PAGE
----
Tuesday, December 8, 2009
Finding Love on a Spiritual Path
I’m currently reading the book If the Buddha Dated: A Handbook for Finding Love on a Spiritual Path
by Charlotte Kasl, which is a great read for anyone trying to introduce more love and spirituality in their life. She has a version for married couples, as well. I’ve been wanting to read this book for awhile now, and I'm glad I picked it up!
This is not your typical dating book that describes how to attract someone by acting according to certain rules, dressing a certain way, or playing a particular part. Instead, the basis of this book is that the only way to ever truly attract a genuine spiritual partnership into your life is to love and accept ALL of yourself (yes, even those parts that you don’t particularly like!) and allow your partner to love and accept those sides of yourself as well. With the divorce rate being as high as it is today, I would venture to say that most marriages and relationships are NOT founded on this premise! Instead, relationships are usually more about finding someone to "complete you," to fill up the holes in your life, and to take the blame if you're not happy. What about taking responsibility for your own happiness, though?
I’ve been in my fair share of relationships where both of us did our best to show the other person how desirable we were, while blatantly hiding and denying any “negative” characteristics of ourselves that might find their way into the relationship. And if we did ever expose any “dark” sides of ourselves, it certainly wasn’t our fault! It was always the other person’s fault for causing us to act in such an ugly way. Ultimately, though, relationships like these never work because sooner or later the less-than-perfect aspects of ourselves always show up, whether we like it or not. At that point, either person A begins to run away so person B doesn’t see their "dark" places, or person B pulls away because they are uncomfortable with the dark places person A is showing (not accepting, of course, that they have their own dark places as well!).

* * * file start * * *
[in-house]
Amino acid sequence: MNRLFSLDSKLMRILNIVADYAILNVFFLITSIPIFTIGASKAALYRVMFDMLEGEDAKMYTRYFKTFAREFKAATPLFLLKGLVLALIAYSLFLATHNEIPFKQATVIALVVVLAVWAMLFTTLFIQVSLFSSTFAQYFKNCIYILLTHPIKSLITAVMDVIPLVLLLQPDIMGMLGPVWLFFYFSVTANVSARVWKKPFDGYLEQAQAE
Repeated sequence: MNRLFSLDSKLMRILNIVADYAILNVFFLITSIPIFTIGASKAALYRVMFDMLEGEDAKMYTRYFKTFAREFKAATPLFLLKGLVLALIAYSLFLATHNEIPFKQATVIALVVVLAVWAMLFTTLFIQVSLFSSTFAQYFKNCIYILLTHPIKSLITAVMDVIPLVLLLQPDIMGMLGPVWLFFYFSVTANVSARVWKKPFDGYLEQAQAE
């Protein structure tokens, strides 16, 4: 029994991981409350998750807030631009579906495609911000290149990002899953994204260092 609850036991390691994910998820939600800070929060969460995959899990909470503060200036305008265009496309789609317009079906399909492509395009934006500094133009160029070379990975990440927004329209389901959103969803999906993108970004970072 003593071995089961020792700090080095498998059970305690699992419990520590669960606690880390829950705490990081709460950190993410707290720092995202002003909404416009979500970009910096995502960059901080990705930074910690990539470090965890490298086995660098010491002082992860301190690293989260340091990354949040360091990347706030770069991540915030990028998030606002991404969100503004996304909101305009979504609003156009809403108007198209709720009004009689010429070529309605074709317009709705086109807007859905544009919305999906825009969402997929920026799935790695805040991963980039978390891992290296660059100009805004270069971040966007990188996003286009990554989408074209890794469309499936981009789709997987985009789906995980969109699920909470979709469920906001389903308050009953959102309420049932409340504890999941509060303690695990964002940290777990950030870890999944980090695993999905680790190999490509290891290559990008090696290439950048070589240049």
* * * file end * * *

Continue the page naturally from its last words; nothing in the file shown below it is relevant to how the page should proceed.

I’ve known since I was a very little girl that I don’t want just any marriage. I want a deeply spiritual, life partnership, in which I am free to be me, ALL of me. Obviously, this also means that I will support my partner in being all that he is, good, bad, and ugly! Sure, we’d all love to live in a perfect world where we're always happy, constantly loving and kind, faithfully living our true purpose, etc., but most of us are not living in that world on a daily basis, myself included. I have very up days, and I also have very down days, very scared days, and very angry days. I’d love to have a partner who sticks by my side and supports me, even on the “off” days. Personally, I find it very attractive when a man can admit he’s scared or feeling weak or powerless, no matter how macho he may appear on the outside!
In light of the recent Tiger Woods saga, it seems especially important to remember what’s important in keeping a solid relationship together. Even with all the money in the world, good looks, unmatched career success, and a beautiful wife and kids at home, Tiger’s life and marriage is obviously not all it’s cracked up to be. I wonder how much of his situation comes from a reluctance to show and admit weaker sides of himself because he's trying so desperately to present an image of perfection to the world. I definitely remember seeing photos of his wedding and thinking to myself, "Wow, he really has it all!" It seems that in his quest to uphold his image of a perfect life, something went seriously wrong.
It takes a lot to open up to those parts in ourselves that may be particularly scary or painful. In fact, some of us may have hidden those parts of ourselves so deeply inside that we begin to uncover emotional scars still lurking from when we were five years old! It can be a bit startling to realize that something that happened to you when you were five years old is sabotaging your current relationships. The trick is in learning to practice compassion and kindness for yourself, and accepting yourself for being human. We all have good points and bad points, strengths and weaknesses, and successes and failures. Learning to make friends with all the various places in yourself and accepting them will not only allow you to develop a much stronger relationship with yourself, but will help you in attracting a spiritual partner who will also love you for all your good points and bad points!